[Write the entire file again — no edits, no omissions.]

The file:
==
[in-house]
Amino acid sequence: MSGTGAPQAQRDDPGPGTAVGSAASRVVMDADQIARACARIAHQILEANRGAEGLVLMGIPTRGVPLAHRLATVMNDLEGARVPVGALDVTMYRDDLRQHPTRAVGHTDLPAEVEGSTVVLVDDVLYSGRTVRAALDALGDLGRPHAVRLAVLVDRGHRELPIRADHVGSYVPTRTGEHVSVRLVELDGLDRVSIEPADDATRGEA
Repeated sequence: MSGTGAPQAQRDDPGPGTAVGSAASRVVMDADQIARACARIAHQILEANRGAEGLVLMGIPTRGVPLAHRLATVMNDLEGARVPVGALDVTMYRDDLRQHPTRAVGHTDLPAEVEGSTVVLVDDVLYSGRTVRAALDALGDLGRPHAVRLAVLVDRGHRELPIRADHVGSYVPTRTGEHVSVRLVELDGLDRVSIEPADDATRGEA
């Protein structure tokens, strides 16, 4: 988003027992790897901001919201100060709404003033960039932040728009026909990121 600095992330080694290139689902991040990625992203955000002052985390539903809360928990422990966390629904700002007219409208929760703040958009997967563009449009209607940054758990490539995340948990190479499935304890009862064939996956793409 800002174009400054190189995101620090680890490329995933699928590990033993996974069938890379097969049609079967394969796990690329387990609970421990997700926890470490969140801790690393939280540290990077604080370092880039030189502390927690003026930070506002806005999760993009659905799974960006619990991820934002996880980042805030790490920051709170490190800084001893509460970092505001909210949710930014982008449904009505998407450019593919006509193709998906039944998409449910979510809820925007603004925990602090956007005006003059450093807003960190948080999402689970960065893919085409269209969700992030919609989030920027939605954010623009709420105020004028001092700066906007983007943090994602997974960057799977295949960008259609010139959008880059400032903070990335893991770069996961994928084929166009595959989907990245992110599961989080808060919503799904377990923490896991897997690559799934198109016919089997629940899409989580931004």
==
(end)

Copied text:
[in-house]
Amino acid sequence: MSGTGAPQAQRDDPGPGTAVGSAASRVVMDADQIARACARIAHQILEANRGAEGLVLMGIPTRGVPLAHRLATVMNDLEGARVPVGALDVTMYRDDLRQHPTRAVGHTDLPAEVEGSTVVLVDDVLYSGRTVRAALDALGDLGRPHAVRLAVLVDRGHRELPIRADHVGSYVPTRTGEHVSVRLVELDGLDRVSIEPADDATRGEA
Repeated sequence: MSGTGAPQAQRDDPGPGTAVGSAASRVVMDADQIARACARIAHQILEANRGAEGLVLMGIPTRGVPLAHRLATVMNDLEGARVPVGALDVTMYRDDLRQHPTRAVGHTDLPAEVEGSTVVLVDDVLYSGRTVRAALDALGDLGRPHAVRLAVLVDRGHRELPIRADHVGSYVPTRTGEHVSVRLVELDGLDRVSIEPADDATRGEA
């Protein structure tokens, strides 16, 4: 988003027992790897901001919201100060709404003033960039932040728009026909990121 600095992330080694290139689902991040990625992203955000002052985390539903809360928990422990966390629904700002007219409208929760703040958009997967563009449009209607940054758990490539995340948990190479499935304890009862064939996956793409 800002174009400054190189995101620090680890490329995933699928590990033993996974069938890379097969049609079967394969796990690329387990609970421990997700926890470490969140801790690393939280540290990077604080370092880039030189502390927690003026930070506002806005999760993009659905799974960006619990991820934002996880980042805030790490920051709170490190800084001893509460970092505001909210949710930014982008449904009505998407450019593919006509193709998906039944998409449910979510809820925007603004925990602090956007005006003059450093807003960190948080999402689970960065893919085409269209969700992030919609989030920027939605954010623009709420105020004028001092700066906007983007943090994602997974960057799977295949960008259609010139959008880059400032903070990335893991770069996961994928084929166009595959989907990245992110599961989080808060919503799904377990923490896991897997690559799934198109016919089997629940899409989580931004």